Shah said the case tally includes 56 wedding guests and their secondary and tertiary contacts, 46 inmates and 19 staff members at the York County Jail, and 16 cases among residents and employees of the Maplecrest Maplecrest Rehabilitation & Living Center in Madison, Maine.
According to Shah, eight inmates at the York County Jail had tested positive within the past 24 hours.
“Our concern level remains high,” Shah said, not just for the jail but for all of York County, where about the half the outbreaks being reviewed by his agency are located. The situation in York County, Shah said, “has the potential to spiral” and affect other areas if it’s not contained.
“No outbreak is an island,” Shah said. “One outbreak can quickly lead to several more outbreaks. … All this means there is now strong evidence that the virus is with us, and in certain parts of the state, like in York County, has resulted in sustained, widespread transmission” of the disease.
Among the York County outbreaks under review is the one at Cavalry Baptist Church in Sanford, Maine, Shah said. He said 10 COVID-19 cases have been associated with the church outbreak. The church’s pastor, Todd Bell, had officiated the wedding held Aug. 7 in Millinocket.
Asked Thursday if the church outbreak had been linked to the earlier wedding, Shah said “not a direct link, although that is a focus of our investigation,” which is ongoing through contact tracing.
Shah said his team has been in regular communication with Bell and on Thursday sent him a letter outlining public health recommendations and “our expectations of compliance.” He said the state has had “good communication” with Bell, who he said has been “responsive.”
However, Shah stressed that officials want to see “action” around compliance, not just “communication.”
Bell had given a defiant sermon Aug. 30, just one day after the Maine CDC announced it was investigating a coronavirus cluster among those affiliated with the church.
“I’ll tell you what the world wants all the churches to do,” Bell said during one of two Sunday services, which the church posted on YouTube. “They want us to shut down, go home, and let people get used to that just long enough until we can finally stop the advancing of the Gospel.”
No one answered the phone at a number listed for Bell’s church Thursday, and its website wasn’t publicly accessible.
Earlier Thursday, York County Manager Gregory T. Zinser said officials were hiring an outside investigator to review the outbreak at the jail.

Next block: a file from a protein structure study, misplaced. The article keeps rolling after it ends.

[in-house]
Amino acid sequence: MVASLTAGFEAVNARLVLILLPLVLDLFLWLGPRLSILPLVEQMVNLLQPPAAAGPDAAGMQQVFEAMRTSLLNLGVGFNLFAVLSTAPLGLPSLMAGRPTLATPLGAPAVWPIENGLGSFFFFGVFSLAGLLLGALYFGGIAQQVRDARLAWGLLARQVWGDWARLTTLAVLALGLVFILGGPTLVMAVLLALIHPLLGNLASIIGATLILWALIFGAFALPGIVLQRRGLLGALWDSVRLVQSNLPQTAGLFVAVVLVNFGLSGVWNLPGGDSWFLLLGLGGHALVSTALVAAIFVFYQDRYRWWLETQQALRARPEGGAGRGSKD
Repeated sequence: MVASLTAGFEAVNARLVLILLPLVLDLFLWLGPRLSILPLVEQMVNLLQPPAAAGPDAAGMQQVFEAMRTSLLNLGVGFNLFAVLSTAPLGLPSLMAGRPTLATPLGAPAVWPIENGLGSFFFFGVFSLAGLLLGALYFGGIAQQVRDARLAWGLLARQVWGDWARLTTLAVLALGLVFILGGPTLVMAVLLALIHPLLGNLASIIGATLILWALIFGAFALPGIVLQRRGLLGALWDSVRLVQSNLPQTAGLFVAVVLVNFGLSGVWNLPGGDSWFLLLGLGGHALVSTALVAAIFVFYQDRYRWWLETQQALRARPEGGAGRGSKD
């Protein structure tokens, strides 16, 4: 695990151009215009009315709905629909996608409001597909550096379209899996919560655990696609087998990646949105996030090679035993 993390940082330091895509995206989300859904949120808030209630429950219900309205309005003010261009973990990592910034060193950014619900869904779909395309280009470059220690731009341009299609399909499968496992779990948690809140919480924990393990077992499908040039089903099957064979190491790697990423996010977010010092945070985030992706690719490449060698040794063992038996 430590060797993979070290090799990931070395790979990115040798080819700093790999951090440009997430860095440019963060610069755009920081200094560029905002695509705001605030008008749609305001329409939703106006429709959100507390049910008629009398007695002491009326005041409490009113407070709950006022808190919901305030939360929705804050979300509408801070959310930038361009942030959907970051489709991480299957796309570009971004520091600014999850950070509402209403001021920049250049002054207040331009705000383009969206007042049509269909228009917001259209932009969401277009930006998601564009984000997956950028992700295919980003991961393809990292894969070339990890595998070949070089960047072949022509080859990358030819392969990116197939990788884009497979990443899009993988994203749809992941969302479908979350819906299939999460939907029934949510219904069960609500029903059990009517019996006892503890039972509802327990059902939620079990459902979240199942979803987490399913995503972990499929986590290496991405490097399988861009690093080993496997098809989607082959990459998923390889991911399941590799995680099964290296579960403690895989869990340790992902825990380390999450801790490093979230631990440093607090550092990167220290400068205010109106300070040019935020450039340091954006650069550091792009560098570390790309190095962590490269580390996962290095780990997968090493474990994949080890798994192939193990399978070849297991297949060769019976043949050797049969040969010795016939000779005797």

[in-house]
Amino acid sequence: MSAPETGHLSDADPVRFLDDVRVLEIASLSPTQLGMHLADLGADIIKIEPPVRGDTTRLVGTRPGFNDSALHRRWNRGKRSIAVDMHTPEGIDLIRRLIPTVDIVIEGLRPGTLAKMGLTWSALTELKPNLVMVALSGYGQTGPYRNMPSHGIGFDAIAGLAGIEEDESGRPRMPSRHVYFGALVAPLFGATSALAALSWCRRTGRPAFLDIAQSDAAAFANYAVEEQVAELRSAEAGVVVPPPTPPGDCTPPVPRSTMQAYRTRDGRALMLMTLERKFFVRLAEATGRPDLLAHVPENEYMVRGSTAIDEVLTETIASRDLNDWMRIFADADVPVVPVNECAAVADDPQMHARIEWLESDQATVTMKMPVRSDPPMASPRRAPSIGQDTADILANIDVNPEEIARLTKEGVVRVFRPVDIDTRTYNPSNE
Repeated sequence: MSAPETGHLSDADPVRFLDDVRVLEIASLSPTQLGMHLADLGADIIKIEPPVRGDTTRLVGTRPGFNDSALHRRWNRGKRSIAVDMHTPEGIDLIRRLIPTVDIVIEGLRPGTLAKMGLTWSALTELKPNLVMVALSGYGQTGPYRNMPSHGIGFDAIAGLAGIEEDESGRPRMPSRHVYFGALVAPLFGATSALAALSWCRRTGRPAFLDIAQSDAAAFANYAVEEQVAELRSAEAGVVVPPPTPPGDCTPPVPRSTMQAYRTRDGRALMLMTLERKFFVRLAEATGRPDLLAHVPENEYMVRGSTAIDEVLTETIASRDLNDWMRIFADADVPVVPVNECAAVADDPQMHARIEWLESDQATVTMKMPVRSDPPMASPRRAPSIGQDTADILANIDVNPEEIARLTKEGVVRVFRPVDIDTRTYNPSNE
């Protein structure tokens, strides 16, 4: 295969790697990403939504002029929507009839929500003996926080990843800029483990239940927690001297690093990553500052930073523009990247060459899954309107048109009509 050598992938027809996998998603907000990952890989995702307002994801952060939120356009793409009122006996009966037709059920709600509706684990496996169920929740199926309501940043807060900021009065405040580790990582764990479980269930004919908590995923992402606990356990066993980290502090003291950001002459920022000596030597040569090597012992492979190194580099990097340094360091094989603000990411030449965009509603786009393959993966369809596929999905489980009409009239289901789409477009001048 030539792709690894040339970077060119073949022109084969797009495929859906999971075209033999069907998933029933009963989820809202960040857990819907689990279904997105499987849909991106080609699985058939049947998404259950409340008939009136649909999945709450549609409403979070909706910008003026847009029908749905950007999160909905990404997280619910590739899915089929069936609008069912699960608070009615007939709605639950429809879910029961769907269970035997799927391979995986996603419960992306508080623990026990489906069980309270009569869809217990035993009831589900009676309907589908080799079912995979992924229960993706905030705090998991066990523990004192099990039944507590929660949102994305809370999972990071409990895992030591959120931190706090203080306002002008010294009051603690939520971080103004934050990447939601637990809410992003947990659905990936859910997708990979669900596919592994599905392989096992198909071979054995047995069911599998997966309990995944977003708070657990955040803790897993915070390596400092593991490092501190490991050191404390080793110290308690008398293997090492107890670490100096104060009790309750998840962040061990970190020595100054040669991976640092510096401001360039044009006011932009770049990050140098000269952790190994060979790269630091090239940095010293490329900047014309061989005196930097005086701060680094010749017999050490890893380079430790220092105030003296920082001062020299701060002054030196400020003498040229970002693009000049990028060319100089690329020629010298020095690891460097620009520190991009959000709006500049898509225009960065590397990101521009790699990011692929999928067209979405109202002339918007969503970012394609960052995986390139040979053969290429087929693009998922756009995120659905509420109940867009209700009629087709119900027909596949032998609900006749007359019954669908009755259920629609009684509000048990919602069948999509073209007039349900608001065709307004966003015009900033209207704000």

The county plans to shortly identify the third-party investigator who’ll probe what went wrong, Zinser said. He said the “first indication” the facility had that the outbreak linked to the Aug. 7 wedding had spread to jail came on Aug. 19.
Currently, Zinser said, the infected inmates are being housed in a separate unit in single cells.
“We understand we are operating under some difficult circumstances,” Zinser said.
“I’m going to acknowledge that this is having an impact on our staffing,” he continued. “However, with the protocols we put in place … we are able to keep up with our duty to man and staff the facility.”
Asked about social distancing of inmates and the status of the sick, Zinser said “right now it’s going very well, if that’s an acceptable response here, notwithstanding the outbreak.”
He said there are currently 106 or 107 inmates total at the jail, which has capacity of about 250. He said officials are aware of a small number of infected correctional officers reporting mild, flu-like symptoms, and that some infected inmates have complained of issues like a scratchy throat, diarrhea, and fever and chills.
During the later briefing, Shah urged Maine residents to cooperate with contact tracers if they receive a call from the disease trackers working to stop the spread of the contagion. He stressed that tracers will never ask about sensitive matters such as someone’s immigration status, finances or social security number, nor do they track cell phone location data.
“The bottom line here is that Maine CDC contact tracers are never gonna give you up, they’re never gonna let you down,” Shah said, oddly but unmistakably riffing on the ’80s pop tune from Rick Astley. “They’re never gonna run around, and desert you. Maine CDC contact tracers are never gonna make you cry, they’re never gonna say goodbye, and they’re never gonna tell a lie and hurt you.”
In a more serious vein, Shah pleaded with Maine residents to exercise caution over the upcoming holiday weekend, when precautions like face coverings and physical distancing will remain paramount.
“COVID-19 likes holidays. It can make an uninvited appearance at just about any backyard gathering … that you might have planned this weekend,” Shah said.